Last week, Domonique Foxworth of ESPN suggested that the paycheck is less about what the network thinks Tom Brady means to viewers and more about showing the NFL that the network values its product.
FOX Not Interested In Joining Streaming Sports Wars
“All this fight that’s going on, sort of gladiatorial kind of bloodshed, is really for that last position, right, in the three to four services that people will take?”
The CEO of FOX doesn’t plan on forking over billions of dollars to be people’s last choice for paid streaming services.
Lachlan Murdoch said at a time when more than 80% of American homes already have some kind of paid streaming service, it’s not worthwhile to jump on that train.
Amazon, Netflix and Disney+ typically account for the average streaming presence in a household.
“All this fight that’s going on, sort of gladiatorial kind of bloodshed, is really for that last position, right, in the three to four services that people will take,” Murdoch said at a tech conference earlier this year. “And so the billions of dollars that’s being spent by multiple aspirants is all for that last position. And so we are extraordinarily — I want to say that — we’re happy to be sort of sitting on the sidelines.”
Murdoch told Benjamin Swinburne that when it comes to the NFL, FOX’s media rights are the same as CBS, NBC and ESPN. The main focus for the company remains on keeping games on TV.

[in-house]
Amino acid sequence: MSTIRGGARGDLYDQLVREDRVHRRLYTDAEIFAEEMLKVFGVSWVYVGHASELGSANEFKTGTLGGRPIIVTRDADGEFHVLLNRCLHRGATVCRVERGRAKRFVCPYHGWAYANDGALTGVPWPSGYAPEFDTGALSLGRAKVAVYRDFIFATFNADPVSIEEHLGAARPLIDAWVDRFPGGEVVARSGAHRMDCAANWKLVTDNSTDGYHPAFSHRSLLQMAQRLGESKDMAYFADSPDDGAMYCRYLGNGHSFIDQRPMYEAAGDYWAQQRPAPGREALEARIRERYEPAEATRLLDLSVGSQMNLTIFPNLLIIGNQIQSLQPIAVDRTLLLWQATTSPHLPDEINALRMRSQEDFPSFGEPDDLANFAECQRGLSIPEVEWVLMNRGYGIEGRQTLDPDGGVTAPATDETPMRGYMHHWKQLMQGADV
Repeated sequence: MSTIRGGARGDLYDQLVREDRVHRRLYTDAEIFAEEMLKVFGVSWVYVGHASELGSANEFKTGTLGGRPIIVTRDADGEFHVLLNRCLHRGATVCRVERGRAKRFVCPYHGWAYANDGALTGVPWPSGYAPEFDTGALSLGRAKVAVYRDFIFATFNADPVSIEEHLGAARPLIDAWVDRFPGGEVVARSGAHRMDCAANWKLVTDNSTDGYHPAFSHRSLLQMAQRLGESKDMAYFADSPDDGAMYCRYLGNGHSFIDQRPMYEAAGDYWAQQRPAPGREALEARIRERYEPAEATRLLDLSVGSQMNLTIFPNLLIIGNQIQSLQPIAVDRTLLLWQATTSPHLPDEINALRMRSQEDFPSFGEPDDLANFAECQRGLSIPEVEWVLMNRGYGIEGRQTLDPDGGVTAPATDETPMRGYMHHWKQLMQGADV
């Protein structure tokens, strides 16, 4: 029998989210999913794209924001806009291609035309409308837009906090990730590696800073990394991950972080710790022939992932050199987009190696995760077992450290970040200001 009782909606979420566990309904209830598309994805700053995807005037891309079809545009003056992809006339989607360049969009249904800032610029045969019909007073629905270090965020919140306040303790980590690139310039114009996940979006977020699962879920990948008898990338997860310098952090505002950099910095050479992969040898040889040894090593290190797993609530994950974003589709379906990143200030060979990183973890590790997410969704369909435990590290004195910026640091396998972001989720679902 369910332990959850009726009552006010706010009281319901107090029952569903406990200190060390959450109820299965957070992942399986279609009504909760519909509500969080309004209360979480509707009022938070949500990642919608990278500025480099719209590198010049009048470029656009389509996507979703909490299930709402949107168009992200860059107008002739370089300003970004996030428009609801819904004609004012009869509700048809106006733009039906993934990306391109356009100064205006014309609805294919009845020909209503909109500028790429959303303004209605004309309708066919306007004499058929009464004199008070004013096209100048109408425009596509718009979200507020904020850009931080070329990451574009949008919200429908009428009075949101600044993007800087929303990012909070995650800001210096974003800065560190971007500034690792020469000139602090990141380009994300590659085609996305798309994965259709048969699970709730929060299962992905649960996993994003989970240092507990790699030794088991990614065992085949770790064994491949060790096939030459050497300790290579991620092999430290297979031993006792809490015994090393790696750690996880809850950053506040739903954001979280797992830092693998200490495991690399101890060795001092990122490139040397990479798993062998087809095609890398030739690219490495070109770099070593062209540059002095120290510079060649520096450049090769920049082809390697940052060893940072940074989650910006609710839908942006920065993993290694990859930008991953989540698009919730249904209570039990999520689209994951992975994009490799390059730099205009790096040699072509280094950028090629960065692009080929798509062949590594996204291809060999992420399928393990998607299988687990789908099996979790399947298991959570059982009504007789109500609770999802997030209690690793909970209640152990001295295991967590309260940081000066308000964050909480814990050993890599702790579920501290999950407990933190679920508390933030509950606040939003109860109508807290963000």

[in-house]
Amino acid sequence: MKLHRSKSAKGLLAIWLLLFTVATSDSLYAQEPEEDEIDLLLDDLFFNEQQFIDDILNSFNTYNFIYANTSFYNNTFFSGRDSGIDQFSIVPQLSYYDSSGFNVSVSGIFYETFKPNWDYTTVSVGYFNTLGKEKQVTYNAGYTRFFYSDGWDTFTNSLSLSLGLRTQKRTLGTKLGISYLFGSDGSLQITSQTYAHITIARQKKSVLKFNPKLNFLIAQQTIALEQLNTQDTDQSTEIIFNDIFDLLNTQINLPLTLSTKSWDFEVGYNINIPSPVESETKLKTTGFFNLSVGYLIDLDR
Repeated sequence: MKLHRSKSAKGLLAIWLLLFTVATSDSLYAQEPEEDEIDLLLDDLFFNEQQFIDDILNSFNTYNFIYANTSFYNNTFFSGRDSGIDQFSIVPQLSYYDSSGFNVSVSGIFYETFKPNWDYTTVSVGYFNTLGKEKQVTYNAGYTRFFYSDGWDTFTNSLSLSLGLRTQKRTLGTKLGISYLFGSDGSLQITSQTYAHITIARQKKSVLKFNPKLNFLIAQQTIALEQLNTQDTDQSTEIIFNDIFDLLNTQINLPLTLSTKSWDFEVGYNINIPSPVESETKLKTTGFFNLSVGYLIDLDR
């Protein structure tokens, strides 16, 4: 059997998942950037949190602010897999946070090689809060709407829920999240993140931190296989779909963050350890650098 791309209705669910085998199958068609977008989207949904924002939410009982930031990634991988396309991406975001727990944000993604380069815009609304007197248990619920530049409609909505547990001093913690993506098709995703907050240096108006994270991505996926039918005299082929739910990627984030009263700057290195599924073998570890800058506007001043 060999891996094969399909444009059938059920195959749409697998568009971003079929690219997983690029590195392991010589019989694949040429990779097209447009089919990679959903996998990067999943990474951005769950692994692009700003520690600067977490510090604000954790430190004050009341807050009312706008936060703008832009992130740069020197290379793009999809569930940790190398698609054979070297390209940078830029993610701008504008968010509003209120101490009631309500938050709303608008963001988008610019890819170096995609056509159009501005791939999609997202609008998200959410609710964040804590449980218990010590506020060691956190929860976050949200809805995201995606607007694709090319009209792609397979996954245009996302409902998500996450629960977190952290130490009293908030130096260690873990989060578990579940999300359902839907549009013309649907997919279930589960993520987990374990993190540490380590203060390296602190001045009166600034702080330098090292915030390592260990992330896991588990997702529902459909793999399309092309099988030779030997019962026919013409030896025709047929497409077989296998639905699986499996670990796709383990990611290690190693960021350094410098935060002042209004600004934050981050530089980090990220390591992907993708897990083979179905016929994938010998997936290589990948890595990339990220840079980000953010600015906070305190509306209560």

“We don’t believe it helps us to put those rights under a streaming service or free on over-the-air. We think it’s very important that those rights remain exclusive to the broadcast environment,” Murdoch said.
FOX does stream games through its app, but it is only the games it is also carrying on its broadcast network or FS1.
NBA Draft To Get Simulcast From ESPN & ABC
“This follows the simulcast model ESPN and ABC have employed for several years with the NFL Draft.”
ESPN is set for the 2022 NBA Draft coming up on June 23 at 8 p.m. from the Barclays Center in Brooklyn. The network announced Wednesday the crews that will handle coverage on both ESPN and ABC.
ABC will broadcast the first round in primetime. Kevin Negandhi will host and will be joined by Stephen A. Smith, Chiney Ogwumike and Jalen Rose. Monica McNutt will be reporting and interviewing draftees.
This follows the simulcast model ESPN and ABC have employed for several years with the NFL Draft.
Malika Andrews will host both rounds for ESPN. Jay Bilas, Kendrick Perkins and Adrian Wojnarowski will share the set. Analysts Bobby Marks and Mike Schmitz will contribute.
“We’re thrilled that Malika Andrews will host this year’s ESPN presentation as she brings her well-documented, widespread skillset to our main set,” said David Roberts, head of NBA and Studio Production for ESPN. “The event will showcase the scope and depth of our NBA and college basketball talent roster with accomplished journalists and high-profile personalities across ESPN, ABC and ESPN Radio.”
ESPN will air a pre-draft red carpet show hosted by Cassidy Hubbarth from 5-6 p.m. Perkins and Richard Jefferson will also make appearances.